But I can't know those things yet.  I haven't even gotten my feet wet.  So I look around at the people in the pool and see a bunch of crazy people who possess something I think I don't want, something I think is the opposite of what will fulfill me.

So, here I come back to the decision.  I can either run away or jump in.  I can stay comfortable or I can cast myself out into the deep.  I can remain in my own limited space, or branch out and fundamentally alter how I live my life.  What's it going to be?

Photo non apropos:
Stalking prey in Barcelona

Saturday, August 14, 2010

Called to Orders

8 years of seminary have elapsed.  Numerous milestones have been passed.  A handful of degrees have been earned.  Many countries and continents visited.  Countless books read.  Numberless hours of prayer (not nearly all my own).  Tears shed.  Smiles bared.  Laughter bellowed.  All of this in a certain direction.

I've felt for a while that God is calling me to be a priest, but now, the Church agrees.  This past Thursday, Archbishop Rodi called Travis Burnett and I to the Order of Deacons.  Let's do this.

Travis and I at a crusader church in Spain.

Farewell OLOG

When I get back to Rome in September, or even over the next few weeks here in Mobile, I know that I will be asked repeatedly:  "How was your summer?"

Our Lady of Guadalupe Parish, Wetumpka, AL
- lots of room for expansion! 

It's a real shame that in those many moments I won't have the opportunity to communicate fully what my summer was like.  I won't be able to express just how important and good this summer has been for me (not to mention that I haven't realized that myself yet).  I'll be limited to just saying, "Oh, it was excellent.  I worked with the youth, and I served Mass, and I did some teaching, and I visited people, and brought the Eucharist to people, etc."  I don't mean to down play those things of themselves.  They are all good things, but experience has taught me that they are so good it makes me want to cry just thinking about them.  That's what I think get's lost in the telling.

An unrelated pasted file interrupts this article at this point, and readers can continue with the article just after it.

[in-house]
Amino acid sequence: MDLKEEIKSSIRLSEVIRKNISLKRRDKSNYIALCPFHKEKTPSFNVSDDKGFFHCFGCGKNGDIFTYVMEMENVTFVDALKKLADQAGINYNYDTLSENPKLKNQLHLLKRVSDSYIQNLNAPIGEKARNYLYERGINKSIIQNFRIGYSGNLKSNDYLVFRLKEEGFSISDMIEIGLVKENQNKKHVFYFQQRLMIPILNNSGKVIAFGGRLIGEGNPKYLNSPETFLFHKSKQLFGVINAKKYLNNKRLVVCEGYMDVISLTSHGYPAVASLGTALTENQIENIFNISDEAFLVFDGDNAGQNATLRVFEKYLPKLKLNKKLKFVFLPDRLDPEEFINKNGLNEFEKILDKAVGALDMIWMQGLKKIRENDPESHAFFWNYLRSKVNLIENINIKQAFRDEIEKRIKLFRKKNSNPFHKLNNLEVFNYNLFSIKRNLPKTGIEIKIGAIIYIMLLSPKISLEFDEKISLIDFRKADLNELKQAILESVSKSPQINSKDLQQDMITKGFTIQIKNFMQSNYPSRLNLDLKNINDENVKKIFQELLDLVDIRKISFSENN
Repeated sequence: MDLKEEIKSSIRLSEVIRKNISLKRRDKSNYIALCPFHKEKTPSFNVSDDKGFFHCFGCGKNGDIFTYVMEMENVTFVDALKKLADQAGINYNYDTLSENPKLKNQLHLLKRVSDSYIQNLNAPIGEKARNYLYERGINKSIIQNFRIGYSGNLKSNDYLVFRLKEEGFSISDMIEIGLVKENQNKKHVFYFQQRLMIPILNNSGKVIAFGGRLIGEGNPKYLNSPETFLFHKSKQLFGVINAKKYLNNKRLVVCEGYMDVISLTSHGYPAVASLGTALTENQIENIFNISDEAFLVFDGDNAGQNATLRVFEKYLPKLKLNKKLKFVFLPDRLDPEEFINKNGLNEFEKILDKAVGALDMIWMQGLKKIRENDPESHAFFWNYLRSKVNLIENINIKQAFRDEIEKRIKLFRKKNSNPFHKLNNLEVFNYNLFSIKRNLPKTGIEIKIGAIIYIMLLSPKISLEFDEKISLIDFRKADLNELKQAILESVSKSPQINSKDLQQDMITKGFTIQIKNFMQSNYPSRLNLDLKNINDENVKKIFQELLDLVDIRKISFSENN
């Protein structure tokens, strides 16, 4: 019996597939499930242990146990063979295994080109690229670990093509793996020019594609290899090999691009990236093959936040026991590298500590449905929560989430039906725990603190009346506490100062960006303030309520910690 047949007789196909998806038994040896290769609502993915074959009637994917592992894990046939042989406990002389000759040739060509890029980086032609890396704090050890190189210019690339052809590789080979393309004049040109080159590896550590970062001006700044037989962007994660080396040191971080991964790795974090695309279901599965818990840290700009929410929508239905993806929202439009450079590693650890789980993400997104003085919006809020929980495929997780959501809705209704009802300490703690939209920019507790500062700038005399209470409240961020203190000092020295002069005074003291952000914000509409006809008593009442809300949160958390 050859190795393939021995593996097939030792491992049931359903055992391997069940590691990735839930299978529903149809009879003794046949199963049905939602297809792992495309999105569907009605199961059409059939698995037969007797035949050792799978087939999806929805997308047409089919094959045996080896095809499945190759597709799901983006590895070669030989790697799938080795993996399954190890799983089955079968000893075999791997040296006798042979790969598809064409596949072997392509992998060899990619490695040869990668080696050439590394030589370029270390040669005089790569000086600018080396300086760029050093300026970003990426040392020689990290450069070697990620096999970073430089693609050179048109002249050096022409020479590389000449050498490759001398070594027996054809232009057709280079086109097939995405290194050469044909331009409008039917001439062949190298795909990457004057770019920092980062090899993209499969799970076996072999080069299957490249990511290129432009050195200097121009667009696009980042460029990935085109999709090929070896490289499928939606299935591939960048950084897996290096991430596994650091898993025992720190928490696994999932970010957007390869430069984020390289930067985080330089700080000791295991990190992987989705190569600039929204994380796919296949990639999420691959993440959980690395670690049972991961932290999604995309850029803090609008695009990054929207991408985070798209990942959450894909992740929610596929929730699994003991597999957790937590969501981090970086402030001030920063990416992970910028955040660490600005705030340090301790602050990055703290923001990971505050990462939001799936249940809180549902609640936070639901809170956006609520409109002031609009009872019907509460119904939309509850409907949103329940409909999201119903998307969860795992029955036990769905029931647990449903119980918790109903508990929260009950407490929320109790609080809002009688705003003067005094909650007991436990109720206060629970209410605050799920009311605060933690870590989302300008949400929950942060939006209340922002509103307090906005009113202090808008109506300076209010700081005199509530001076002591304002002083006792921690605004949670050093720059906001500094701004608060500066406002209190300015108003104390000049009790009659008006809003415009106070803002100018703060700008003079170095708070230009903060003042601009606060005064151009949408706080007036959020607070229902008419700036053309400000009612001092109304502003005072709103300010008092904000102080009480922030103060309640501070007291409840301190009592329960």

When I tell people that I did a lot of work with the Lifeteen group, images of Praise and Worship or maybe this or that game might come to mind, but they won't be privileged to see the things that I'm remembering.  I was amazed to see hundreds of teens adoring the Lord in the Blessed Sacrament at Camp Covecrest, but I was totally floored to see the faithfulness and persistence of just a handful of teens who came week after week to the parish to do the same thing.

When I tell people that I taught a scripture course, they might picture me teaching in a room full of people, each with their Bibles open, but they won't see what I saw.  I appreciate John Chrysostom, but to watch eyes widen and jaws drop as I read his explanation of the water and blood flowing from the side of Christ in the 4th Gospel:  that's how I know he is a Father of the Church, and a much better teacher than I.

When I tell people that I visited the elderly and homebound this summer, they might have a vague picture of that, but they won't see what I see in my mind.  They won't see Ed's smiling face, with his great sense of humor.  They won't hear the quivering voice of Mary, an Alzheimer's patient, as she tries in vain to remember who I am or what she's doing there in the first place.  And, they won't see her cheer up a little bit as she recognizes the Hail Mary, even though she can't remember most of the words.  Clara's voice won't come to mind for them either:  Clara is completely deaf, though she's sharp as a tack.  I'm pretty sure that her faith in the Eucharist is ten times my own.  What a privilege it has been to bring the Body of the Lord to her and to so many others (not just this summer).